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Karnataka and Gujarat leading in the clean energy transition: report

Improvement needed in Rajasthan and Tamil Nadu, Bihar, Uttar Pradesh, and West Bengal should make more use of their renewable power capacity

By Pallav Jain
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Karnataka and Gujarat are the Indian states making the most progress in showing overall preparedness and commitment to the clean energy transition, new research has found.

A joint research by the Institute for Energy Economics and Financial Analysis (IEEFA) and Amber analyzed 16 Indian states. All these states together account for 90% of the country's annual power requirement in all four dimensions. These dimensions track the state's readiness to move away from fossil-fuel-based electricity, its ability to encourage green market participation, the reliability of its electricity system, and policies advancing the decarbonization of the electricity sector.

IEEFA and Amber analyzed 16 Indian states progress in clean energy transition
Source: IEEFA

States Electricity Transition Scoring System

Based on this analysis, the authors of the report created the States Electricity Transition Scoring System, which measures the performance of different states in the clean energy transition.

Report co-author and Director, South Asia, IEEFA, Vibhuti Garg, says, “India's revised Nationally Determined Contribution (NDC) targets have put the country on the right track for its power sector transformation. To achieve those goals, the Center now needs the cooperation of states to accelerate their clean electricity transition. This means that states have to redouble their efforts to chart the path to electricity transition, and both central and state governments have to monitor progress and take corrective measures as needed."

The report outlines focus areas for states to improve their preparedness for change, such as harnessing wind and solar generation potential and deploying more electricity storage solutions, such as batteries and pumped hydro, for better renewable power integration.

“Bihar, Uttar Pradesh, and West Bengal have work to do to strengthen their clean energy transition performance. These three states should maximize their renewable electricity generation capacity, and at the same time increase their commitment to move away from fossil-fuel-based electricity," says report co-author Saloni Sachdeva Michael, who is at the IEEFA Energy analyst.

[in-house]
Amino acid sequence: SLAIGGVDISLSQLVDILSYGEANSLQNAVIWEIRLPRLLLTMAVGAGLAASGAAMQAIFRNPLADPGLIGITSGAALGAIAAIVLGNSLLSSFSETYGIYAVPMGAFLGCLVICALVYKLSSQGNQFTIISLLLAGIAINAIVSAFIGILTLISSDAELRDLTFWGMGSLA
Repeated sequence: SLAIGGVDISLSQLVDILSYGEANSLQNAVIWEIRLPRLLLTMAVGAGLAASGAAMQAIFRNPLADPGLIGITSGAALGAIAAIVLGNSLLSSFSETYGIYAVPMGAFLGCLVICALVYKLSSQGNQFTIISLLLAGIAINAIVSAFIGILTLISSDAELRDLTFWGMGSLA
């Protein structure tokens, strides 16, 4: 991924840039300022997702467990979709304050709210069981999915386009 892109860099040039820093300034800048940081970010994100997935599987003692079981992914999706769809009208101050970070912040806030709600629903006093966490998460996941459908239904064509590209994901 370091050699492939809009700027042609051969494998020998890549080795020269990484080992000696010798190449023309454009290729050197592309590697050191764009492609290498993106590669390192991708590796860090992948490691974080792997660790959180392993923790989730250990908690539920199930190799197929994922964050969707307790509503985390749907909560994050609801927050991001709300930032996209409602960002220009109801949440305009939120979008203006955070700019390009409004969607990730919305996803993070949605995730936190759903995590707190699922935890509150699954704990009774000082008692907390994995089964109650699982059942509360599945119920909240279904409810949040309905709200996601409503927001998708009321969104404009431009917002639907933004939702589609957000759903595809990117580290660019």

In addition to increasing renewable energy capacity and storage, the report recommends that states adopt a multi-pronged approach towards a clean energy transition that includes demand-side efforts.

With more renewable electricity coming online, the report also recommends that states pay more attention to strengthening their electricity systems.

The report highlights the increased participation of states in green market mechanisms as a key element of the clean energy transition.

“We found limited participation of states in green market mechanisms like Green Day Ahead Market (GDAM), Green Term Ahead Market (GTAM), and more,” says Sachdeva Michael.

She adds, “There is an opportunity to support states with less renewable electricity capacity to develop a more robust market. To achieve this, states need to take immediate action such as removing banking restrictions and not only monthly but quarterly and allowing annual banking of renewable electricity, particularly for wind generation."

The report also highlights that innovative bilateral financial markets mechanisms such as Virtual Power Purchase Agreements (VPPAs) and Contracts for Difference (CFDs) need to open up markets and provide assurances to buyers and regulators to deal with intermittent renewable power generation There is great potential to give.

Data availability and transparency

Another important aspect where states can do better is data availability and transparency. To effectively monitor progress and correct where necessary, the report calls for improvements in data availability and transparency.

Also, the report finds that states need to develop a more holistic and circular approach to dealing with solar panel, battery, and electric vehicle waste. This will become even more important as India is setting up new manufacturing units under the Atmanirbhar Bharat plan.

Finally, the report highlights that many states must also bridge the gap between the intent of their electricity transition policies and their implementation.

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